Napa County Teachers Rally Under School Closures Order
Distance learning, parental involvement, access to tech challenge kids’ learning experiences
The last two months have been a time of upheaval caused by school closures that happened quickly and unexpectedly. Teachers and parents alike were unprepared for the magnitude and impact of this event. Differences in teacher skills in distance learning, parental involvement, and access to technology are all challenging our kids’ learning experiences. And adding to the bedlam is that online teaching resources, tools and tips are plentiful – even overwhelming based on the sheer number of them being offered – but how do we know which solutions and strategies really work?
NapaLearns supports Napa County educators by subsidizing their tuition cost to earn a master’s degree in Innovative Learning. Via a partnership with Touro University California, the NapaLearns Fellows program has grown to include more than 160 teachers and administrators across the county. To earn their degrees, Fellows spend 12 months in an online cohort exploring student-centered learning strategies. That experience prepares them with online teaching skills that have become the lifeline for education these days.
How 3 Teachers Are Responding
We checked-in with a few of these teachers and administrators to understand how they are doing, to get their advice and to thank them for their efforts. They are demonstrating just how much schools, teachers and their work mean to our community.
Jen Ellison is a technology teacher at Phillips Elementary. She told us that even though we’ve been challenged in the past by fires and smoke days where students weren’t able to go to school, this particular situation is dramatically different. It has highlighted the lack of Internet access and the digital divide that exists in Napa County.
Ellison has found the learning she gained through the Innovative Learning program invaluable, stating, “I am super grateful that I am a NapaLearns Fellow because without knowing it, the information that I studied just a few years ago really prepared me to be a more digitally impactful teacher. But more than that, I think participating in the program opened a door to the idea that you can explore and learn and not be so concerned about failure – that making mistakes is just part of the journey.”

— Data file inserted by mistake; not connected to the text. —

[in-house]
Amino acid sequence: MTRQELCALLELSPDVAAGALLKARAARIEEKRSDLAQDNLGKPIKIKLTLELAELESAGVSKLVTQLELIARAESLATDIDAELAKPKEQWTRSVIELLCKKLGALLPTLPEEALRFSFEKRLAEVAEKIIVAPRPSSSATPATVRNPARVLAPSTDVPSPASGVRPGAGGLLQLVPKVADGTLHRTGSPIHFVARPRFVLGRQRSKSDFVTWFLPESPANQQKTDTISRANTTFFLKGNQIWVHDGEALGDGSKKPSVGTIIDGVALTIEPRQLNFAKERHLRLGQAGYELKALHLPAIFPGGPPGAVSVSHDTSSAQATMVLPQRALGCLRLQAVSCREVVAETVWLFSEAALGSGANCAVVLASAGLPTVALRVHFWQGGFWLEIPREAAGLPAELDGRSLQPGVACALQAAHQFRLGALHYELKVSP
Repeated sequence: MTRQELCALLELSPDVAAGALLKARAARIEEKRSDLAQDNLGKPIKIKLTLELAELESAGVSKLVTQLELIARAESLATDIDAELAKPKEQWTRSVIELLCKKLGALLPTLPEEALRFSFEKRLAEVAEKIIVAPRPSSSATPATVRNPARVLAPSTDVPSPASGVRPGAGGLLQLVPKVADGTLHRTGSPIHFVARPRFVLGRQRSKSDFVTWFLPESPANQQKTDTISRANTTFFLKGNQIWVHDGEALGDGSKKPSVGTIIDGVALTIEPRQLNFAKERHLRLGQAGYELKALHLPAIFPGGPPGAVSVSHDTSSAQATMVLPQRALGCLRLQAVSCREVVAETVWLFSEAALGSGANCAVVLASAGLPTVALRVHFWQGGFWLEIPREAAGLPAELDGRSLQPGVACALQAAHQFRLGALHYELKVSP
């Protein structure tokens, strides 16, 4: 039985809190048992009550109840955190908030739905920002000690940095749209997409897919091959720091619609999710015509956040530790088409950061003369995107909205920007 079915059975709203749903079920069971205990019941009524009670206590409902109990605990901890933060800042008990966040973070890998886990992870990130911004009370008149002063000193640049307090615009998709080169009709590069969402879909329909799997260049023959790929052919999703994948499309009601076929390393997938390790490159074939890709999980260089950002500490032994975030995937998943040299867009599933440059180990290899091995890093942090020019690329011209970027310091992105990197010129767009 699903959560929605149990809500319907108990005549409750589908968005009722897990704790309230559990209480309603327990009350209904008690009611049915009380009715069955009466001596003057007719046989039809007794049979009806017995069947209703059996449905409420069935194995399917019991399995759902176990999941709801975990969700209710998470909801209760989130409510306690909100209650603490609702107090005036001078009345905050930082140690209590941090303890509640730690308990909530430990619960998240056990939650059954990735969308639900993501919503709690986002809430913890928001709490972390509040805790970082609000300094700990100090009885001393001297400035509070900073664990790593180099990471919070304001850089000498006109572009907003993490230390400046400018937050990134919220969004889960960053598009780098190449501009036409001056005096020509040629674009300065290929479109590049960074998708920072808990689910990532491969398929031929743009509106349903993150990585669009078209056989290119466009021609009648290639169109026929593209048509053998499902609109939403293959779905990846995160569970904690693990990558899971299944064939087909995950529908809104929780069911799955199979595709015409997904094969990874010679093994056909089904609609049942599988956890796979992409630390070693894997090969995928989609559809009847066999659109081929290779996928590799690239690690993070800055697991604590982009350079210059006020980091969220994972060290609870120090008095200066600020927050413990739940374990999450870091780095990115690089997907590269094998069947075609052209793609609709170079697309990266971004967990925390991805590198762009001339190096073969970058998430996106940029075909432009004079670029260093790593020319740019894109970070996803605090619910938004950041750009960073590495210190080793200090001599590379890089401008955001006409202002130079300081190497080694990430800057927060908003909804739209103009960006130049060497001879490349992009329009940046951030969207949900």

Ben Scinto, principal at St. Helena High School, told us that his job and life have changed dramatically. In addition to keeping up with his work responsibilities, he has three little boys at home with whom he’s trying to run a primary school. He indicated that online instruction is riddled with challenges starting with Internet access, but one of the toughest things for students and teachers to deal with is working in isolation. Being part of the program gave him the awareness of the resources and tools that are available to help teachers do their job, to communicate with others and their students, and to be effective during this time.
Scinto went on to say, “I’m trying to not put a lot of pressure on teachers. If we started as an online school, then you could expect more; but the fact is that we had to transition to distance learning quickly. I’m just very appreciative of every sacrifice teachers are making. I know they’re responding and reaching out to kids at all hours of the day because they know that it’s been a struggle.”
Carla Surber, college and career center coordinator at Calistoga Joint Unified School District, shared the gamut of responses to the school closures. Students initially responded positively because they wanted the structure and to continue with school. But as time has gone on, they have begun to feel overwhelmed by the variety of tools being used and seniors are frustrated that their graduation plans have been disrupted. She related that her fellow educators are starting to take a step back and remember to “put learning first and tech second” and to be really intentional in choosing the tech applications they are using.
Surber reflected on her experience, “The master’s degree program really helped prepare me to be strategic about how I’m using technology tools and reflective on how they are working so that I can adjust as I go along; because if it’s not working for the kids, then it’s not working, right? During this challenging time, we need to remind ourselves that social/emotional education and development has got to come first. If students aren’t feeling safe and supported, they can’t access the disciplinary or the content skills and knowledge that they need to be moving forward so that they’re not losing a lot of ground during this event.”
The ongoing COVID-19 crisis has been, and will continue to be, a huge challenge and a learning experience for the community. Parents, teachers and students are all learning to value our teachers, and we are also seeing the need for better resources like Internet access for every home. Teachers who used educational technology tools previously are better prepared, but all educators are rising to the occasion. We thank them and applaud their efforts. NapaLearns is committed to supporting Napa County educators and administrators to grow in their ability to innovate in this changing environment for learning. Fellowships for summer and fall master’s degree cohorts in Innovative Learning are still available through the Graduate School of Education at Touro University California. tu.edu/gsoe